AP source: Sharks acquire Evander Kane from Sabres
The Sharks dealt conditional first and fourth-round picks in 2019 and prospect Danny O’Regan to the Sabres to add a high-scoring winger just before the trade deadline.
San Jose never replaced forward Patrick Marleau after he left as a free agent last July for Toronto, waiting for the right moment to add a top-six forward.
With center Joe Thornton sidelined with a knee injury and the Sharks fighting for a playoff spot, general manager Doug Wilson pounced at the deadline.
”We certainly really like his game, like his ingredients and everything,” Wilson said. ”We get to get him in here, let’s get to know each other and go from there.”
He is in the final season of a $31.5 million, six-year contract and is eligible to become an unrestricted free agent this summer. The Sharks plan to wait until after the season to discuss a long-term deal.
If Kane doesn’t sign with San Jose this summer, the first-round pick in 2019 becomes a second-rounder, unless the Sharks win the Stanley Cup. San Jose also has the option of keeping the fourth-round pick in 2019 and trading a 2020 third-rounder instead.
”It was a difficult market for rentals,” Sabres general manager Jason Botterill said. ”I think the younger players in the league certainly got a good reward, players with term certainly got a good reward.
”But it was a scenario where we had a lot of conversations out there and certainly a lot of interest, but I think you saw with the rental market for rental players it was more of a difficult market than previous years.”
The Sharks began the day in second place in the Pacific Division, one point ahead of Anaheim and two in front of Calgary. They rank 16th in the league in scoring with 178 goals and had just four goals in losing the final three games on a recent road trip that ended with a 3-2 overtime loss in Minnesota.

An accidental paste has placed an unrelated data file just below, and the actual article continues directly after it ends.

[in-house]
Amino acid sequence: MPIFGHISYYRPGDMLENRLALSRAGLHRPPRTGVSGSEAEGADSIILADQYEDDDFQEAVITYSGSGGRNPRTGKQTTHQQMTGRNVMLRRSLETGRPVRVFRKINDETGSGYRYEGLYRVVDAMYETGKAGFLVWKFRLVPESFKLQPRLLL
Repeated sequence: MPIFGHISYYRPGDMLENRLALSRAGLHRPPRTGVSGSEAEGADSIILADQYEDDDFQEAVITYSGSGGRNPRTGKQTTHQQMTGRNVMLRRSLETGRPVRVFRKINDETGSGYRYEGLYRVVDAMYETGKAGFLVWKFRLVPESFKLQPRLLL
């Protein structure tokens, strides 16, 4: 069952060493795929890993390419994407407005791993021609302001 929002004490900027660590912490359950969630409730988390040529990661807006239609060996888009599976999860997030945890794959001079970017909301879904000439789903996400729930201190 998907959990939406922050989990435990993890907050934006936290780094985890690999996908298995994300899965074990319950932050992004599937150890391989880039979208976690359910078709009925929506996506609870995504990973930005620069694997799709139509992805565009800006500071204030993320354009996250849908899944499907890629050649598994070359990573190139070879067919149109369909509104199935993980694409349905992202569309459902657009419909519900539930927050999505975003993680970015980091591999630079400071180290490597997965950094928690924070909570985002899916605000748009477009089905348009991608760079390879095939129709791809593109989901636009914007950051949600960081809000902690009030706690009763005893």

San Jose has no power-play goals in its past nine games, failing on all 20 opportunities.
Kane has 20 goals and 20 assists in 61 games for the Sabres, but has scored just five goals in his past 26 contests. The nine-year veteran has 177 goals and 163 assists in 557 games but has never made the postseason.
”This is a great opportunity,” he said. ”Excitement probably doesn’t do it enough justice too how I feel. I’m looking forward to having the opportunity to possibly play in the playoffs and add as much as I can to that group and help get us in there and hopefully go on a long run.”
Kane’s departure from Buffalo was inevitable given his status as an upcoming free agent this summer. The Sabres are in rebuilding mode in Botterill’s first year and are in last place in the Eastern Conference.
Kane arrived in Buffalo as the centerpiece of a blockbuster trade under former general manager Tim Murray in February 2015 when Buffalo sent defenseman Tyler Myers, forward Drew Stafford, two prospects and a first-round pick to Winnipeg in exchange for Kane, defenseman Zach Bogosian and a prospect.
Kane hit the 20-goal mark in each of his three seasons with the Sabres, including a team-best 28 goals in 2016-17.
Though Kane has produced on the ice when healthy and been active in working with Buffalo-area charitable groups, he has been questioned for his immaturity off the ice.
Kane has had two legal run-ins, including being arrested for grabbing three women by the hair and neck during an altercation at a Buffalo bar in June 2016. The charges were eventually dismissed on condition Kane stayed out of trouble as part of a plea agreement in which a prosecutor described the player’s behavior as ”arrogant, boorish and surly, but not criminal.”
Earlier that year, the Sabres suspended Kane for one game for missing practice a day after pictures surfaced on social media of the player celebrating in Toronto after attending the NBA All-Star Game.
”We’re not talking about last week or last month. We’re talking about a number of years ago,” Kane said. ”I’ve grown up a lot since then and I’ve moved on from it and I think I’ve shown that over the course of the last two or three years. It’s something I’ve put behind me.”
AP Hockey Writer John Wawrow and freelancer Mark Ludwiczak in Buffalo, New York, contributed to this report
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